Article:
Hugh MacLeod posts a little story today about a smart guy who lost his job for the right reason: he stayed true to his beliefs rather than the party line. The details of the story, and of Hugh's post, have to do with marketing and PR and the future of both; that's nominally what Hugh's about, and he's much better at defining his niche and sticking to it than I am (unless you can call "crazy generalist" a niche, in which case I'm on target 100% of the time).
But the nugget, the juice, the moral of the story is universal: in the end, the people who stay in touch with their own truth and make sure what they're doing aligns with that truth... in the end, hell, in the beginning and middle, too, although it may not seem so by traditional markers, they win. Maybe not at a particular job or relationship or pursuit, but in the über-sense: at work, at love, at life.
I talk a lot about how much I hated being in advertising; even more often, I club myself over the head about all those wasted years writing copy and sitting in stoopit meetings. But the truth is, up until my last few months as an employee, I always believed fervently in some aspect of what I was doing. (What can I say? I'm a dazzling mix of optimist and asshole.) And so really, on some level, I was right to stay; there was something still to be gained from the experience. (I am also a dazzling mix of 'slow' and 'learner'.)
To keep myself honest about where things sit on my own appropriateness spectrum for dharmic happiness, I've adopted a mantra that's also a helpful metaphor: work clean.
In the world of contamination control, "working clean" is methodology for keeping product or results pure; in the world of the communicatrix, it's about shining the cold, hard light of truth on anything and everything, then following through with the appropriate action in a timely fashion. (In the world of standup comedy, it's about making the joke safe for Christians and network television, but I'm strictly an agnostic, cable-viewing type.)
Once I'd put the idea of "working clean" in my head, it became harder to ignore the insalubrious and simpler figuring out what to do about it. Not easier, but simpler. (More pain and confusion has resulted from people confusing those two words than any other pair, with the possible exception of "love" and "lust".) Admitting that Being An Actress is no longer fulfilling the way it was 10 years ago has not been easy, but the truth of it is (painfully) clear and defining future actions much, much simpler and even, lord help me, kind of fun. Ending my last two relationships wasn't exactly what I'd characterize as "easy" (or fun, while we're at it), but man oh man, the swiftness and precision with which I was able to do it not only was humane, but downright elegant. You gotta love that.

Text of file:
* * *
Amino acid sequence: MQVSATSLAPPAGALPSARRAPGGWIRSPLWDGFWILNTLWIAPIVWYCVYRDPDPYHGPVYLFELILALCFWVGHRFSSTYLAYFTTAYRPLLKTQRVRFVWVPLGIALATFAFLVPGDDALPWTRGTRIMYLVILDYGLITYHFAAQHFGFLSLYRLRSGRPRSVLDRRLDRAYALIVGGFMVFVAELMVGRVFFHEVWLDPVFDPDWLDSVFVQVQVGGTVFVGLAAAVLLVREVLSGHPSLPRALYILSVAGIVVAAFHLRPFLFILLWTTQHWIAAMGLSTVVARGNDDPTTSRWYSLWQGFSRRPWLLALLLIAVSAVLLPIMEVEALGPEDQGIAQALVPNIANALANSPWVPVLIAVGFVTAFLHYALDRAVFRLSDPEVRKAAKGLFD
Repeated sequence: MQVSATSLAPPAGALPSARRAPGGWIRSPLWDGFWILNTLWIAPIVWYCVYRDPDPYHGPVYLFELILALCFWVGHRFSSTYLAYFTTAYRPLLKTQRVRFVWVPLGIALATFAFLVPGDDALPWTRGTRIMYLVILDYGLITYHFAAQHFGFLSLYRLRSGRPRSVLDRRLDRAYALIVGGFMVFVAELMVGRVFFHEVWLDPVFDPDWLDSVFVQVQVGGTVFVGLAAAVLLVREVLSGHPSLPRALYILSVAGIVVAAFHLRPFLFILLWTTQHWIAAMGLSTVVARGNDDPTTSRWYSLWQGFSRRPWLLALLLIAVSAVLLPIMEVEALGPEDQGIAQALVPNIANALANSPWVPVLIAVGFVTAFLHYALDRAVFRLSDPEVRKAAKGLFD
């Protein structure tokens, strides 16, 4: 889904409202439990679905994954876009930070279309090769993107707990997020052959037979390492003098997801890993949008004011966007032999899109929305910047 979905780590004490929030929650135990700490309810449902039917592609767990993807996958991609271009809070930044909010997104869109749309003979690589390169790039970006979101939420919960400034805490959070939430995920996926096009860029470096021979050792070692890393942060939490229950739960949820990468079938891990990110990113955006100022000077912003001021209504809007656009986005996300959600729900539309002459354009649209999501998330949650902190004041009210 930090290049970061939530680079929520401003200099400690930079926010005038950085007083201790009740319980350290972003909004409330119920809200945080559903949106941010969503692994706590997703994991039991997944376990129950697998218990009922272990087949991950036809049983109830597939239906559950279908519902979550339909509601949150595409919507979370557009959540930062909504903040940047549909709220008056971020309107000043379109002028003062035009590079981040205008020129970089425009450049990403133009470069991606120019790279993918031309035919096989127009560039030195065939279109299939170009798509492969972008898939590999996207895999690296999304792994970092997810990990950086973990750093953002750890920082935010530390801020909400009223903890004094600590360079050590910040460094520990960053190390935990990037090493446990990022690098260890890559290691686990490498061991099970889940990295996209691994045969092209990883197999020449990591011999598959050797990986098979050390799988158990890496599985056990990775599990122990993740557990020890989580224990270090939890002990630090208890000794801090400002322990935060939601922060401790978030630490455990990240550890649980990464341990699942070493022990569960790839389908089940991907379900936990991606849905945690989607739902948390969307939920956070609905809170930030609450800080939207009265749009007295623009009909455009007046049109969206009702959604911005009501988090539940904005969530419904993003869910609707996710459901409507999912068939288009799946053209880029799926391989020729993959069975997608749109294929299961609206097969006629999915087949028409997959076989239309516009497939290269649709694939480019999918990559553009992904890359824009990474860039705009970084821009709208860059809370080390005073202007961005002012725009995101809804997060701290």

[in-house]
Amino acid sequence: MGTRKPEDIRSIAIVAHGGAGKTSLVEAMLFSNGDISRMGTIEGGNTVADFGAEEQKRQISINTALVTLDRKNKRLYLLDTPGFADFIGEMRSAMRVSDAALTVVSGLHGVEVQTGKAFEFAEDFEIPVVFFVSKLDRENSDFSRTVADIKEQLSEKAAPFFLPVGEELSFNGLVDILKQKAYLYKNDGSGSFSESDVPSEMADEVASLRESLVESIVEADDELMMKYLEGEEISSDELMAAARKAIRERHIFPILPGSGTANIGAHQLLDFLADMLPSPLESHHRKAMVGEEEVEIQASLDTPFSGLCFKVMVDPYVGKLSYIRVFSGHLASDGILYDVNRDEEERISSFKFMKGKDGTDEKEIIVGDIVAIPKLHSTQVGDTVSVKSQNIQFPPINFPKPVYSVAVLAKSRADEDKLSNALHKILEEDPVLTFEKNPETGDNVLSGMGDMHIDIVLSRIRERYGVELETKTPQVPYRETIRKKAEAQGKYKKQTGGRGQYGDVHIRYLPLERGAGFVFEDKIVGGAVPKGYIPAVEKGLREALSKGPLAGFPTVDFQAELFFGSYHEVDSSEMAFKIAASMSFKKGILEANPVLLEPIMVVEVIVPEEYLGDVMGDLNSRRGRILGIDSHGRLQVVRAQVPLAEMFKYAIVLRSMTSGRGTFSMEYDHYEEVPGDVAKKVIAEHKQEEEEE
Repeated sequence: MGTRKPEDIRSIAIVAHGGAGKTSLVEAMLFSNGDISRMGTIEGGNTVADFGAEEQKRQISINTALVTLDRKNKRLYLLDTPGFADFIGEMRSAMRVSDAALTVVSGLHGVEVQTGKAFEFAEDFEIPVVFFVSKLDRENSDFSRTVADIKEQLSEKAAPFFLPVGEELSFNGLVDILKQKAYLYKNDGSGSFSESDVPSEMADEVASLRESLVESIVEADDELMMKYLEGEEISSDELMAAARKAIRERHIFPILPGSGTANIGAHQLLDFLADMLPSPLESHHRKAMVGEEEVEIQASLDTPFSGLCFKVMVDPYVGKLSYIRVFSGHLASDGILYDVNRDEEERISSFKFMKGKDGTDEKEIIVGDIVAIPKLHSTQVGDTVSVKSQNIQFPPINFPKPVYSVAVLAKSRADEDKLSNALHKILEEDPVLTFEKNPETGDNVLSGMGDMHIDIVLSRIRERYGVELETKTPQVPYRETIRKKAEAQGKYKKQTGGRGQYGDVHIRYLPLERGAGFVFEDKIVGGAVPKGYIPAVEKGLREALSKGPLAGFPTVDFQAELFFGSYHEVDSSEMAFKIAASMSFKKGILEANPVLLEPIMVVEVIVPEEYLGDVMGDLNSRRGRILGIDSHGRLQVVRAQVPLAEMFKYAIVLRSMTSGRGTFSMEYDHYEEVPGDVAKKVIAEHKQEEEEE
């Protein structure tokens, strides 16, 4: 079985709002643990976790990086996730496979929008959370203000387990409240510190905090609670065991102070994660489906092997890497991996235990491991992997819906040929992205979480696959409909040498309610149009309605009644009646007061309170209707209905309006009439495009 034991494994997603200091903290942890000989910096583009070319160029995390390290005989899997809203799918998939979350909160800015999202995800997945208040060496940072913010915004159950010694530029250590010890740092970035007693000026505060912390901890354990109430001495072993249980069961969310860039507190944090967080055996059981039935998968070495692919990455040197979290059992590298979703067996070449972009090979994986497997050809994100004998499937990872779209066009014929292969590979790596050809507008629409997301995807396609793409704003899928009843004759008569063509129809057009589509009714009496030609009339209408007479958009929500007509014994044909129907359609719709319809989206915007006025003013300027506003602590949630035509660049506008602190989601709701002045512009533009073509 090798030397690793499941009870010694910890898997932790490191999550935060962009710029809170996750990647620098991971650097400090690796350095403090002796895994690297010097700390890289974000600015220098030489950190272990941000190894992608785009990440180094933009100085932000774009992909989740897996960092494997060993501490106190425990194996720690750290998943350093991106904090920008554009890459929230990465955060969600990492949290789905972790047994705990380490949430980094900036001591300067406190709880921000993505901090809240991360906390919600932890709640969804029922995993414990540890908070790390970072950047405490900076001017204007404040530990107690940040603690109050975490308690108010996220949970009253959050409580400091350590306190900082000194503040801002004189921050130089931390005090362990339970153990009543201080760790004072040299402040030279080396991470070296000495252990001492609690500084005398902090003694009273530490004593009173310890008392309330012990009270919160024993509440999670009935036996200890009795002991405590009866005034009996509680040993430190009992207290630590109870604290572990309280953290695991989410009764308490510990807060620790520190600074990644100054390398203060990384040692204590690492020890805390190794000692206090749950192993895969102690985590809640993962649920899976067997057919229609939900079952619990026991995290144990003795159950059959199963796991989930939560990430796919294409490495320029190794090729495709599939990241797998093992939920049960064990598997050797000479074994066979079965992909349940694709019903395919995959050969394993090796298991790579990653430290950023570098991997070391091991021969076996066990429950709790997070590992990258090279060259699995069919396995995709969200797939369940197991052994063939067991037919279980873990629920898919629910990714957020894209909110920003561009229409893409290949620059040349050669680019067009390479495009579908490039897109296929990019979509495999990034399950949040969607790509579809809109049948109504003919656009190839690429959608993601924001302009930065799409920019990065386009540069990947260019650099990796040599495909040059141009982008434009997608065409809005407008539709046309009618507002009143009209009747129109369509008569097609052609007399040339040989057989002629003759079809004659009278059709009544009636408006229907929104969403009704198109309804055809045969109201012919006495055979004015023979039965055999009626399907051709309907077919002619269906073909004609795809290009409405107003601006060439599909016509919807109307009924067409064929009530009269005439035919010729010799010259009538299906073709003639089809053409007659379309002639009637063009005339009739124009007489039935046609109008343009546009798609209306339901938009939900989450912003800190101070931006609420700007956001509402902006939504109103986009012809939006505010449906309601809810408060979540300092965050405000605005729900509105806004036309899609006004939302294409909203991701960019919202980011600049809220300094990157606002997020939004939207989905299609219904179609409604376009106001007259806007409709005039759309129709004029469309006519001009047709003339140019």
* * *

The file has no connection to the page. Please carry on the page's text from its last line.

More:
Especially when you compare it to the exquisite misery I managed to make last for months or even years at a time in my younger, cloudier days. I don't know who I thought I was doing a favor by ignoring the gigantic elephant crapping in the corner, but it wasn't me. And given the volume and potency of elephant crap, it probably wasn't anyone else in the room with me, either.
Of course, this is all a work in progress. Learning where the light switch is (or, in the case of elephant crap, the push-broom and the Lysol) is only half of the equation. And I'd be a big, fat, un-clean-working liar if I said my life was the streamlined, aerodynamic model of zen efficiency I long for it to be. Working clean is a tool, but it's not a magic wand that's changed my life.
It has, however, made me much happier living it, dirt, elephant crap and all.
Anyone reading this who's in a position to help David out, either with leads or a big fat juicy PR/marketing job please do yourself a favor and jump on it. Let us create beautiful blog symmetry: fired for blog, rewarded tenfold by blog.
You can find David via his (non-marketing) blog here, or via email at david - at - parmet - dot - net. Merci!